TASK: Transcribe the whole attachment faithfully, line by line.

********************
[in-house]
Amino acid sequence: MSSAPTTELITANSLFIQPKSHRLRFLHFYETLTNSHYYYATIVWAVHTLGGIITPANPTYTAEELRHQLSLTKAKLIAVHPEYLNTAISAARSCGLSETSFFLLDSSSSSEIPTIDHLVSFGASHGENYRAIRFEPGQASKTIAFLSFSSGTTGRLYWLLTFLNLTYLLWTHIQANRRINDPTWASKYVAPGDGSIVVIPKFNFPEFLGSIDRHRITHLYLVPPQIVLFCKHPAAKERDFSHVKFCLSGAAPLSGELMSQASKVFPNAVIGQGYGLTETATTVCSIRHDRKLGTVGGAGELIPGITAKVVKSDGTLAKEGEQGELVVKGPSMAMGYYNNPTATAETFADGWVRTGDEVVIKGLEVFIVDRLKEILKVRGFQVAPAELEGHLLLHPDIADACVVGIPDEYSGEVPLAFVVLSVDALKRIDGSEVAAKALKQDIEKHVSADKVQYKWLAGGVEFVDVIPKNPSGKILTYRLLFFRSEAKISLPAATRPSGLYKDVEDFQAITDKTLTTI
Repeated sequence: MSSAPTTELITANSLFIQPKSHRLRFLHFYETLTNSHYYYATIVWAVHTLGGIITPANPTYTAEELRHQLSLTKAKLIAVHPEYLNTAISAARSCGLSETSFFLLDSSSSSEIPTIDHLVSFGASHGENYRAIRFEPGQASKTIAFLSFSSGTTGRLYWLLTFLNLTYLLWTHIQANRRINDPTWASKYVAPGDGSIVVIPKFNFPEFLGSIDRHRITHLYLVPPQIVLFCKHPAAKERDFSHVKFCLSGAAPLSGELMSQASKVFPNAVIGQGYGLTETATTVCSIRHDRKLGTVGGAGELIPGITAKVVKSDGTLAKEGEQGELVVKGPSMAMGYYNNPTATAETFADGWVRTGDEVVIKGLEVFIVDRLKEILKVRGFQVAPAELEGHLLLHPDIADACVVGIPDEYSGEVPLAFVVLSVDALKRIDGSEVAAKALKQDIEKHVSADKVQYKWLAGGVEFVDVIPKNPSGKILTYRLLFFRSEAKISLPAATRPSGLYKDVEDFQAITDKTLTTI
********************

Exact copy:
[in-house]
Amino acid sequence: MSSAPTTELITANSLFIQPKSHRLRFLHFYETLTNSHYYYATIVWAVHTLGGIITPANPTYTAEELRHQLSLTKAKLIAVHPEYLNTAISAARSCGLSETSFFLLDSSSSSEIPTIDHLVSFGASHGENYRAIRFEPGQASKTIAFLSFSSGTTGRLYWLLTFLNLTYLLWTHIQANRRINDPTWASKYVAPGDGSIVVIPKFNFPEFLGSIDRHRITHLYLVPPQIVLFCKHPAAKERDFSHVKFCLSGAAPLSGELMSQASKVFPNAVIGQGYGLTETATTVCSIRHDRKLGTVGGAGELIPGITAKVVKSDGTLAKEGEQGELVVKGPSMAMGYYNNPTATAETFADGWVRTGDEVVIKGLEVFIVDRLKEILKVRGFQVAPAELEGHLLLHPDIADACVVGIPDEYSGEVPLAFVVLSVDALKRIDGSEVAAKALKQDIEKHVSADKVQYKWLAGGVEFVDVIPKNPSGKILTYRLLFFRSEAKISLPAATRPSGLYKDVEDFQAITDKTLTTI
Repeated sequence: MSSAPTTELITANSLFIQPKSHRLRFLHFYETLTNSHYYYATIVWAVHTLGGIITPANPTYTAEELRHQLSLTKAKLIAVHPEYLNTAISAARSCGLSETSFFLLDSSSSSEIPTIDHLVSFGASHGENYRAIRFEPGQASKTIAFLSFSSGTTGRLYWLLTFLNLTYLLWTHIQANRRINDPTWASKYVAPGDGSIVVIPKFNFPEFLGSIDRHRITHLYLVPPQIVLFCKHPAAKERDFSHVKFCLSGAAPLSGELMSQASKVFPNAVIGQGYGLTETATTVCSIRHDRKLGTVGGAGELIPGITAKVVKSDGTLAKEGEQGELVVKGPSMAMGYYNNPTATAETFADGWVRTGDEVVIKGLEVFIVDRLKEILKVRGFQVAPAELEGHLLLHPDIADACVVGIPDEYSGEVPLAFVVLSVDALKRIDGSEVAAKALKQDIEKHVSADKVQYKWLAGGVEFVDVIPKNPSGKILTYRLLFFRSEAKISLPAATRPSGLYKDVEDFQAITDKTLTTI